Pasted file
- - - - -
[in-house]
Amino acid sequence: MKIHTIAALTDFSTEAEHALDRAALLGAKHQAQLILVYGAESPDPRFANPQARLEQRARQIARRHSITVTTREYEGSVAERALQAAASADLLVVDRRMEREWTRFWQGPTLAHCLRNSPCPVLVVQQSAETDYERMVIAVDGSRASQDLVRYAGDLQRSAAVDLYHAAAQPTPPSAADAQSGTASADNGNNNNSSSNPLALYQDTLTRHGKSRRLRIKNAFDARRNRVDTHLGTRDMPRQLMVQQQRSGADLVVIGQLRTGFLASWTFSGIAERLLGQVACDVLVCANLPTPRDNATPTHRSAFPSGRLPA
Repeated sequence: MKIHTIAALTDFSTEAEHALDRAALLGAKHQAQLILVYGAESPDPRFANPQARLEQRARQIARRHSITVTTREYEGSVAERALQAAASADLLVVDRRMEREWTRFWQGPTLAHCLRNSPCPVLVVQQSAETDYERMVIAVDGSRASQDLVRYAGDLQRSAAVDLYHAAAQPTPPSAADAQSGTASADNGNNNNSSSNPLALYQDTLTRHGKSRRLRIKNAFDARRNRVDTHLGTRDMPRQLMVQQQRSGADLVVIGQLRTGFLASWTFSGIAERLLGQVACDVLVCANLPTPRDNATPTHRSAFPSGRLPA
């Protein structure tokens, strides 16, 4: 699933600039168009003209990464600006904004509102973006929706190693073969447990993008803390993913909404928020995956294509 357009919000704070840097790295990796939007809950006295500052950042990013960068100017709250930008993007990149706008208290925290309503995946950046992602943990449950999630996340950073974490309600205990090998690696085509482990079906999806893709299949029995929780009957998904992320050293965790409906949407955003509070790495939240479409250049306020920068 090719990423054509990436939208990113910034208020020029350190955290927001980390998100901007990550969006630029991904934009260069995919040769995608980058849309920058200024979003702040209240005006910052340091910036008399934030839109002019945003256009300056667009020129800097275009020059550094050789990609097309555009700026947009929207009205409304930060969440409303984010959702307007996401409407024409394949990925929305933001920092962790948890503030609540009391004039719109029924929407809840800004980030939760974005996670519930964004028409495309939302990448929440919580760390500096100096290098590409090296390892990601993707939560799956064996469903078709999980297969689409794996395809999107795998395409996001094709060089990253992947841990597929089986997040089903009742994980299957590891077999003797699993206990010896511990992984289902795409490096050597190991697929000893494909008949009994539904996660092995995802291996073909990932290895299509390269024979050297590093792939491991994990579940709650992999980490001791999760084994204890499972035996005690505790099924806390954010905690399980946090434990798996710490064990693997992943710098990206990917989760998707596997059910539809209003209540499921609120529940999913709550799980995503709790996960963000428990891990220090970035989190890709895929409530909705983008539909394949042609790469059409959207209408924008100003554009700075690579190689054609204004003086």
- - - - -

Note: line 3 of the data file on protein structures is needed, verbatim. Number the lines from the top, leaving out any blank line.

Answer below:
Repeated sequence: MKIHTIAALTDFSTEAEHALDRAALLGAKHQAQLILVYGAESPDPRFANPQARLEQRARQIARRHSITVTTREYEGSVAERALQAAASADLLVVDRRMEREWTRFWQGPTLAHCLRNSPCPVLVVQQSAETDYERMVIAVDGSRASQDLVRYAGDLQRSAAVDLYHAAAQPTPPSAADAQSGTASADNGNNNNSSSNPLALYQDTLTRHGKSRRLRIKNAFDARRNRVDTHLGTRDMPRQLMVQQQRSGADLVVIGQLRTGFLASWTFSGIAERLLGQVACDVLVCANLPTPRDNATPTHRSAFPSGRLPA